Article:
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Innovative Treatment Technologies for Oxidation of EDCs and Disinfection to Title 22 Standards

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This project is an investigation of current and emerging tertiary and advanced treatment technologies for reclaimed water disinfection and chemical constituent destruction. The primary goal of the research was to identify and determine the relative low cost technology (or technologies) that are capable of the simultaneous destruction of both pathogens and chemical constituents. By using a rigorous selection process criteria, candidate treatment technologies were selected and tested on the bench scale at Duke University and at four pilot sites in Florida, North Carolina, and California. The initial process involved the review of 22 established and emerging wastewater treatment technologies, including emerging technologies such as electron beam radiation, ultrasound, and electro-dialysis reversal. After detailed review and a kick-off workshop with the Foundation's Project Advisory Committee and project stakeholders, the research team selected several market-ready technologies for detailed bench-scale evaluations, including:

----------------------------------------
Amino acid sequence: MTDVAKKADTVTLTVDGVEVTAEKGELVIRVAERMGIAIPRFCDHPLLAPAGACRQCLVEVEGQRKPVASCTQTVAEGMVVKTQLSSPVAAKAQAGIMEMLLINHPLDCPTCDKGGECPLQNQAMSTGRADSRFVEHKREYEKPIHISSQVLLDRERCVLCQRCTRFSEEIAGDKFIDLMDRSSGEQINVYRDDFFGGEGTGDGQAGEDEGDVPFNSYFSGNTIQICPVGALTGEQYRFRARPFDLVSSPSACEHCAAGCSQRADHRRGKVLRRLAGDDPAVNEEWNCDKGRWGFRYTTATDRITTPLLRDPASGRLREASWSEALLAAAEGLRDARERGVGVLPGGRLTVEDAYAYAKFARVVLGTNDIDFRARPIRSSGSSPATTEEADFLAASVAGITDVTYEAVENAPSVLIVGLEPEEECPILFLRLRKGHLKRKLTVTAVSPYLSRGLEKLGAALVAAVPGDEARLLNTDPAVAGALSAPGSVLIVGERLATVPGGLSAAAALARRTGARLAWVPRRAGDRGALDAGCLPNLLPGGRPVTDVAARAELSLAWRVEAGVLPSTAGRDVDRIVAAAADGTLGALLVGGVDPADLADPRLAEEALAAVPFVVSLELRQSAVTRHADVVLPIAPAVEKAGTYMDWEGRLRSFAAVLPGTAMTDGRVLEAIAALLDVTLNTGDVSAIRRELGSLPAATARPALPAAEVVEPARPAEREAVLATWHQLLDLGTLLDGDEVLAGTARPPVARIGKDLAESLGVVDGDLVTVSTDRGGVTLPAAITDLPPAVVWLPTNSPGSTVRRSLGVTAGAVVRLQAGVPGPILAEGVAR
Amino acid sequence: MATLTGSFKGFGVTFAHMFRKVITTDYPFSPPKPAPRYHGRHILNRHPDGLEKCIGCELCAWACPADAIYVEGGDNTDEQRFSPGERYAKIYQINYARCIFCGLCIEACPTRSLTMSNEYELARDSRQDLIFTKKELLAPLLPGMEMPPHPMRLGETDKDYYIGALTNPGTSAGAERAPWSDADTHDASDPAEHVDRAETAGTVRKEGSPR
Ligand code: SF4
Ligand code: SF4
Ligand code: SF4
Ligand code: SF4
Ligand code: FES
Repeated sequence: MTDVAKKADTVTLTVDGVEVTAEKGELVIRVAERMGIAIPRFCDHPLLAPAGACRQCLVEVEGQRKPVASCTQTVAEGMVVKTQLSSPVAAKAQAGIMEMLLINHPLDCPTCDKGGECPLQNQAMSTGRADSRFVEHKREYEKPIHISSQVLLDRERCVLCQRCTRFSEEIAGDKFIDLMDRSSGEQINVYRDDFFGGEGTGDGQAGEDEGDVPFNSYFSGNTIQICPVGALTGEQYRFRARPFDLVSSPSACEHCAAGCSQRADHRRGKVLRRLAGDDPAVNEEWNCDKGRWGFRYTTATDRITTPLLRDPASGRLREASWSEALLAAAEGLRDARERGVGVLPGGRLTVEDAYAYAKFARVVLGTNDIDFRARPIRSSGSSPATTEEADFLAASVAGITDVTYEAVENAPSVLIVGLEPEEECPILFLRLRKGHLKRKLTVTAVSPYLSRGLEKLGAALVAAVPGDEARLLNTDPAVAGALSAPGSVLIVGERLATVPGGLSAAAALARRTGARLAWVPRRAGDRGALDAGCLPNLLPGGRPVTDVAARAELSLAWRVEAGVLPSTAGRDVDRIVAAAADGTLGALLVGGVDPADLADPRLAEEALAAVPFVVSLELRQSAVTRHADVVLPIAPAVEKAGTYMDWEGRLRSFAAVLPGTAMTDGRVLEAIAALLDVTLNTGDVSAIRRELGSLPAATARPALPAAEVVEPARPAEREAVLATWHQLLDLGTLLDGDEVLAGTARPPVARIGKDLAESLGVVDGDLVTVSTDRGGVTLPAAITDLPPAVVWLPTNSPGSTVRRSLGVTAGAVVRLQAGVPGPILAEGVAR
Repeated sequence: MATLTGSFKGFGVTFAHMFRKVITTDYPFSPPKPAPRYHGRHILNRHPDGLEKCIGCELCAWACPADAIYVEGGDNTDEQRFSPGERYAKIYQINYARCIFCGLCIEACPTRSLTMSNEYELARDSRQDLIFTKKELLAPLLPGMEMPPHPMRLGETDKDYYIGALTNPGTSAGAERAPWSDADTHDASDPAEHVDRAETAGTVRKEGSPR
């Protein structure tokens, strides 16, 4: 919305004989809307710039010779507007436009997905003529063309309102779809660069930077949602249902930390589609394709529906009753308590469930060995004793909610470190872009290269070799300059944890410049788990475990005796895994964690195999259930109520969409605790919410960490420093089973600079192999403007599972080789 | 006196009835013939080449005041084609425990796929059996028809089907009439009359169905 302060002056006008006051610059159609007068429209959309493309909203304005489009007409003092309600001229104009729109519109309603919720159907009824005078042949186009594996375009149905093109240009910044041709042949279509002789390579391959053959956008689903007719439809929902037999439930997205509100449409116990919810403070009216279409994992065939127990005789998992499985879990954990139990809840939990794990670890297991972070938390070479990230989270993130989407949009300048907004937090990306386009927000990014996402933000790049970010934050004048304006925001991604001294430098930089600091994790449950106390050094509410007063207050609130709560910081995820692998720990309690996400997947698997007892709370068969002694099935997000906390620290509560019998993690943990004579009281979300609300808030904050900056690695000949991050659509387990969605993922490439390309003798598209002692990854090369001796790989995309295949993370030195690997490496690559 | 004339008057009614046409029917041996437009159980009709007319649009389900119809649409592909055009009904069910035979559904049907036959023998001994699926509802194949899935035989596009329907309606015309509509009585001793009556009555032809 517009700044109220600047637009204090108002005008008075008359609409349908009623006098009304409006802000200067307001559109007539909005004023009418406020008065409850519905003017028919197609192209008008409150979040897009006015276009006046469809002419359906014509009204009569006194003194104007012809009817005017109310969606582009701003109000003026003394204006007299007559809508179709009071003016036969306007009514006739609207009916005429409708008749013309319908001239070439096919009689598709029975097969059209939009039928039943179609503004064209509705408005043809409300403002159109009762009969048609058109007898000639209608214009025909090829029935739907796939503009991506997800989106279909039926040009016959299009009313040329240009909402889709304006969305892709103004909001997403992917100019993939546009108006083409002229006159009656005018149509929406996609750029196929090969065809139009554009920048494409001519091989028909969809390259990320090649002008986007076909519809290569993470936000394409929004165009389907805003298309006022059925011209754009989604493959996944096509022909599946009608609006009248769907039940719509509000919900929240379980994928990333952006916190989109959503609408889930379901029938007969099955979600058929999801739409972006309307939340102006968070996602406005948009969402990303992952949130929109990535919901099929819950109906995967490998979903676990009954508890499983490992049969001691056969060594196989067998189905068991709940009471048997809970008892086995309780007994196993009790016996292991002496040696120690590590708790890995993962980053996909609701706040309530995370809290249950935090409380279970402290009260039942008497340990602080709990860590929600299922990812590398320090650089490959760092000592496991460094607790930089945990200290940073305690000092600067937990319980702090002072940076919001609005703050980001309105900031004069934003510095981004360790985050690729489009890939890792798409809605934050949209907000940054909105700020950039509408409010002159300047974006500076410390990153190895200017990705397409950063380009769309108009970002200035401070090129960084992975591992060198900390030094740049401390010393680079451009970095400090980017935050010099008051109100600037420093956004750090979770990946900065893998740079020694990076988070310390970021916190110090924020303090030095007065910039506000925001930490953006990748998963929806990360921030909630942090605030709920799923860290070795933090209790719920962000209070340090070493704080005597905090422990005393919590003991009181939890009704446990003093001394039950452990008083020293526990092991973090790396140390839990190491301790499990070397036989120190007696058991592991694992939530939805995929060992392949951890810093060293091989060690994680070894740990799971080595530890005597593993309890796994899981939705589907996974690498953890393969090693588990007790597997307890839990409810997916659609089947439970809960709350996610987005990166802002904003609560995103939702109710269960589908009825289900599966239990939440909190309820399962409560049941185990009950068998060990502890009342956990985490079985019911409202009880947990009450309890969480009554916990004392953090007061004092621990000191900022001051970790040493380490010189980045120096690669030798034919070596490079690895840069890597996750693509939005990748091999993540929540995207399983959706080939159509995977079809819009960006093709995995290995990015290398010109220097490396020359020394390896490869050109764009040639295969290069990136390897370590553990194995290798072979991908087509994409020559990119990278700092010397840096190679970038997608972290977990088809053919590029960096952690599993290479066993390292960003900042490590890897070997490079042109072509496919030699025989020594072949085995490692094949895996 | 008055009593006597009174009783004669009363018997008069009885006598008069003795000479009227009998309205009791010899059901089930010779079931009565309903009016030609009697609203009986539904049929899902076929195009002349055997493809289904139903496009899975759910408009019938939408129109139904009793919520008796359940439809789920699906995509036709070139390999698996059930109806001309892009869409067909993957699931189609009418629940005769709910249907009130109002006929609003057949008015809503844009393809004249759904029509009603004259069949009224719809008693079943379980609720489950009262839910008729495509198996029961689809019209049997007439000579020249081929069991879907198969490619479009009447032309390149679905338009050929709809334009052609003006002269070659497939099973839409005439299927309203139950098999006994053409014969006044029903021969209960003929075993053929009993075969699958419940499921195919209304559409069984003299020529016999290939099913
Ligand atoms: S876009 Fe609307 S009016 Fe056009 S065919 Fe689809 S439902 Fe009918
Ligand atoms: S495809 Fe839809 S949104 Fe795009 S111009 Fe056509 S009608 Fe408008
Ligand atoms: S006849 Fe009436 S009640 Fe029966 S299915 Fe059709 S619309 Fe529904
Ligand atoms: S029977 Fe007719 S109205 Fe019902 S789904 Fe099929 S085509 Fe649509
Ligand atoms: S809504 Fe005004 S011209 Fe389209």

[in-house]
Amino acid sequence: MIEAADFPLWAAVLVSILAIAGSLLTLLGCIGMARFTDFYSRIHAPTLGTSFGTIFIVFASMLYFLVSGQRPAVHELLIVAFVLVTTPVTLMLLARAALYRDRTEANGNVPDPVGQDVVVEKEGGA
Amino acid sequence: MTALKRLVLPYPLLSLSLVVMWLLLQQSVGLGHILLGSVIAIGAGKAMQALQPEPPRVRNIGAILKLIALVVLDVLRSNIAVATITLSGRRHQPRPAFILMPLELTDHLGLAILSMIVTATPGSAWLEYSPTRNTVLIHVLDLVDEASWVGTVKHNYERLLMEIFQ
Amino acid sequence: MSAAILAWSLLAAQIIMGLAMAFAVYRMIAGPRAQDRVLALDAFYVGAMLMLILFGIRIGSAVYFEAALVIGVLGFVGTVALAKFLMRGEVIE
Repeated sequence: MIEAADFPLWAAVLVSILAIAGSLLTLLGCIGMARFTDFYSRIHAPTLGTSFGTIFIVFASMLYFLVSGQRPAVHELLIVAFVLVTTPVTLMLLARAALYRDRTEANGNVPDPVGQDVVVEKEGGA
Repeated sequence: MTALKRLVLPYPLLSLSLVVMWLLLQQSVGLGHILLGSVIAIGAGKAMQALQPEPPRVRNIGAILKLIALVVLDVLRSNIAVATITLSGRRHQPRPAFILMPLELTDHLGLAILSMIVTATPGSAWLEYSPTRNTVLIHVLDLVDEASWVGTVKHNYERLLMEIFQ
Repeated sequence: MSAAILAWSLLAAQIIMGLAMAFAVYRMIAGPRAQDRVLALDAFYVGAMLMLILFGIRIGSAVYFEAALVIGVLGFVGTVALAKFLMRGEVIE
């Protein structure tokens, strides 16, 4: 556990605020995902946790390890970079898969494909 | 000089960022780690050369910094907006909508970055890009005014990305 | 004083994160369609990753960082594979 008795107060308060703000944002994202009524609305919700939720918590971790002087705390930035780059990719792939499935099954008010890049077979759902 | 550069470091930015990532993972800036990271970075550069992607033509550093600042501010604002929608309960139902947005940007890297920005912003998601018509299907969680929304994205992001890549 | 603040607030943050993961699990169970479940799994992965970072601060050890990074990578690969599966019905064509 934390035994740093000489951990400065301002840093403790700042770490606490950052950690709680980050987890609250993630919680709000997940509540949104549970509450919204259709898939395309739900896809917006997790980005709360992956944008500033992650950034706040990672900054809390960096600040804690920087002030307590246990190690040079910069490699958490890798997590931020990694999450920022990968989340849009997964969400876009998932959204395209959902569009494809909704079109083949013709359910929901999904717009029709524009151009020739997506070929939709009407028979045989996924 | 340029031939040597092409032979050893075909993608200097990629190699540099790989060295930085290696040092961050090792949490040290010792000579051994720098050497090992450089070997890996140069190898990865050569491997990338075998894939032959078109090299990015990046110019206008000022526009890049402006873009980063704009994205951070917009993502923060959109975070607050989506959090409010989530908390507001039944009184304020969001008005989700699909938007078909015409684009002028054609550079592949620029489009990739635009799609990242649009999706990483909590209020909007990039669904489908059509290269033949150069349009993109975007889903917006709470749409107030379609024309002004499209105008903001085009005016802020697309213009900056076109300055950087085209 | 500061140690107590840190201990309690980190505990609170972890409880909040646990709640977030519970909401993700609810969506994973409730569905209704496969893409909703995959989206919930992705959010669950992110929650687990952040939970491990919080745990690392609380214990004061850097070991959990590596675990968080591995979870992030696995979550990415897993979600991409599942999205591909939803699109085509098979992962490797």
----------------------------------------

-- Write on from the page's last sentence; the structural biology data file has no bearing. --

UV (low pressure (LPUV) and medium pressure (MPUV)),

Ozone (O3),

Chlorine (free and preformed monochloramines),

Peracetic acid (PAA),

Advanced oxidation processes (AOP, including LPUV/H2O2, LPUV/PAA, O3/H2O2), and

Ultrafiltration (UF).

The performance of these technologies was evaluated using bench-scale microbial inactivation tests on important indicator, surrogate, and pathogenic organisms (including indigenous total and fecal coliforms, indigenous aerobic spore-forming bacteria, spiked MS2 bacteriophage, reovirus, coxsackievirus, and adenovirus). Removal and transformation of a suite of spiked chemical constituents, including several potential endocrine disrupting compounds (EDCs) and pharmaceuticals and personal care products (PPCP) which were evaluated using gas chromatography-mass spectrometry (GC-MS). Reduction in estrogenic activity following treatment was also measured using the yeast estrogen screen (YES) bioassay (often referred to as estradiol equivalency (EEQ)).
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Document Type: Research Article

Publication date: 2011-01-01

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